The risk of dying in a car accident is about three times higher for teens ages 16 to 19 compared to drivers who are 20 and older. Teen male drivers within the 16 to 19 age group were two times more likely to die in a car accident compared to female drivers. On top of that, the risk of a car accident is higher for teens within the first few months of getting a driver’s license. 

Your driving history 

If you’re scratching your head thinking “Why is car insurance so expensive?” the first thing you want to consider is your driving history. Your driving history, or driving record, may play a big role in your car insurance rate. 

For example, if you have an at-fault accident or a speeding ticket on your record, that can affect how much you pay for car insurance. In fact, the financial site states that drivers can see an average car insurance premium increase of 38% after an at-fault accident. 

If you have a DUI or DWI, that number could be even higher. If you have many back-to-back incidents, your car insurance provider may even drop you, according to the Insurance Information Institute (III). 

The type of coverage you have 

When you get car insurance, there are different types of coverage you can get. For example, if you get comprehensive coverage and collision coverage, that will be at a higher price than liability only. Comprehensive, collision and liability in one policy can protect your finances in case of an accident. 

Those policies are higher priced because they cover more and help recoup costs for damages you may incur in case of an accident. Typically, you simply pay the car insurance deductible and your car insurance provider covers the rest.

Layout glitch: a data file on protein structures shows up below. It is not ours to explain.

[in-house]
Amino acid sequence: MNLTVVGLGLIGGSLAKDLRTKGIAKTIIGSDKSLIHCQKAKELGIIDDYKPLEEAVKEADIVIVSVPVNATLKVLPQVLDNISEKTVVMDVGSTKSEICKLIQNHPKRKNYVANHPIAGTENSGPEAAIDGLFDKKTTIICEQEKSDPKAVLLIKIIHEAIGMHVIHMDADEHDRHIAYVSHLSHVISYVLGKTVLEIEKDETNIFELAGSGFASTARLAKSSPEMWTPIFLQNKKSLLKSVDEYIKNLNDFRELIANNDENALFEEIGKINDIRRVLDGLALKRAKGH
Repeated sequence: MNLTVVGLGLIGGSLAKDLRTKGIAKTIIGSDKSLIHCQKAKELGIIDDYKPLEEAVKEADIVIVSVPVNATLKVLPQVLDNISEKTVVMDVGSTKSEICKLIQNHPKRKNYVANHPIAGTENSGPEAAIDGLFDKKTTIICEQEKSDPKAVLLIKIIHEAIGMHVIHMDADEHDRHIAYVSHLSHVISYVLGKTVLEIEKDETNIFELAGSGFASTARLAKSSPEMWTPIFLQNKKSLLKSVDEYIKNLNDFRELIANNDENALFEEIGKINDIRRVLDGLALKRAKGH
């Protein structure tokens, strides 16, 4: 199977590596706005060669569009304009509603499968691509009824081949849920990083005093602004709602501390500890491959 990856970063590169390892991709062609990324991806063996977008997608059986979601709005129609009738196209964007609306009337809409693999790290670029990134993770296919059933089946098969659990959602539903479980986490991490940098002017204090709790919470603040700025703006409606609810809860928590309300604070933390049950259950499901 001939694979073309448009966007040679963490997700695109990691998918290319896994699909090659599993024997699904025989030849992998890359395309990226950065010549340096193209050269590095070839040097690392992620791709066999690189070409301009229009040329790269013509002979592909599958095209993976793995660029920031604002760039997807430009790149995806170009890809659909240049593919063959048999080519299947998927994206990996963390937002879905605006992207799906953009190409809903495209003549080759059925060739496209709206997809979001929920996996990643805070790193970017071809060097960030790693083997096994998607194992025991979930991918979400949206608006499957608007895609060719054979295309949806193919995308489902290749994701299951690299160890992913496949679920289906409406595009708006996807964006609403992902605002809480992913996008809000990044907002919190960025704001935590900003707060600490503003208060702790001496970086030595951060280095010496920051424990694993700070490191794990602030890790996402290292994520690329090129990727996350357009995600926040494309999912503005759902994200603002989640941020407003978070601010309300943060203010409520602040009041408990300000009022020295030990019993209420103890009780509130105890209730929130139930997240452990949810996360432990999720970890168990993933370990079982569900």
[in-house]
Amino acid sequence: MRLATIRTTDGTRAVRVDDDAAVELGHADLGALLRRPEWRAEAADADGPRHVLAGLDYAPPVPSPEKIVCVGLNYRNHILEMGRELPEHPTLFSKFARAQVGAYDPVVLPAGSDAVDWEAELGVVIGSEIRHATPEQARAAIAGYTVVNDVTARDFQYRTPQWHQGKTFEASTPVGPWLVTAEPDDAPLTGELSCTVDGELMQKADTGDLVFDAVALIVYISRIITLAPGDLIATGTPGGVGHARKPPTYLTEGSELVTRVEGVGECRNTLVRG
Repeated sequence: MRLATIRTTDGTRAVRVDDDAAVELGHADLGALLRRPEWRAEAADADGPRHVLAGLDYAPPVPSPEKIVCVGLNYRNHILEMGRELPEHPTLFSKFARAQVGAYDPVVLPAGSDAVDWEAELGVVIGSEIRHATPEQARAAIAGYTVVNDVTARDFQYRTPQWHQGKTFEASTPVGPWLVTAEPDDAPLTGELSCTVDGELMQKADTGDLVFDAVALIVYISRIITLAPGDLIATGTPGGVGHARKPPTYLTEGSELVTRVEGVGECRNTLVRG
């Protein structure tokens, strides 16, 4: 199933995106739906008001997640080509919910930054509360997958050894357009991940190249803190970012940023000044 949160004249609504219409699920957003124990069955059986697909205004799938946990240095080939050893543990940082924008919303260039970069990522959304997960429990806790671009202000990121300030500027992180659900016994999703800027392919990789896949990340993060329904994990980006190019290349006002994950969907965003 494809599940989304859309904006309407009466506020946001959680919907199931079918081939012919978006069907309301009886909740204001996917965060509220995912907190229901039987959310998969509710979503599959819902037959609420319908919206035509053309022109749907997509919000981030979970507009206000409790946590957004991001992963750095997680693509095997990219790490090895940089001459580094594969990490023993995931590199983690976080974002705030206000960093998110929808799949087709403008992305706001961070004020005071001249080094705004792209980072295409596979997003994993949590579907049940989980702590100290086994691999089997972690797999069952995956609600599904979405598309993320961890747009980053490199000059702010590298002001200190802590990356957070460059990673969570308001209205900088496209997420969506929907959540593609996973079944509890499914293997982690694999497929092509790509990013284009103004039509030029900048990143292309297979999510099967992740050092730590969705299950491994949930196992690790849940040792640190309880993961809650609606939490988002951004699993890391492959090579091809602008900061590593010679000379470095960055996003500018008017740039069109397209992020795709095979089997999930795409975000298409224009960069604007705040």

According to financial site, liability coverage is on average 64% lower on its own than when combined with collision and comprehensive coverage. Most states require minimum liability coverage. While that may be more affordable, you also get what you pay for. So if you get in an accident, the financial burden may fall mostly on you. 

 Credit-based insurance score 

Your credit score and credit report aren’t just for applying for a loan or credit card. In fact, some states allow use of your credit information as a factor when determining car insurance premiums as part of creating a credit-based insurance score. The reasoning is that those with poor credit or no credit typically have a higher likelihood of filing a claim, according to the Insurance Information Institute. 

If you think this is an unfair metric to determine credit-based car insurance scores, there are some states that agree and have banned the use of credit scores in some capacity as it relates to car insurance. 

If you’re not in those states, the best way to boost your credit score is to make payments on your loans on time and in full, when possible. Some states may not use your credit score to set the car insurance rate but may have restrictions based on whether your policy can be canceled or non-renewed due to your credit. 

Your car’s make and model 

Do you dream of driving a corvette or mustang? You may end up paying more for car insurance because of it. In fact, your car’s make and model affect your car insurance rate. All of these factors play into the safety of the vehicle as well as how likely they are to get stolen. 

Cars that tend to be fancier and more expensive also have higher rates, as do newer cars and electric cars. So if you’re thinking of buying a car, you might want to consider how the make and model will affect your car insurance rate. 

Your insurance record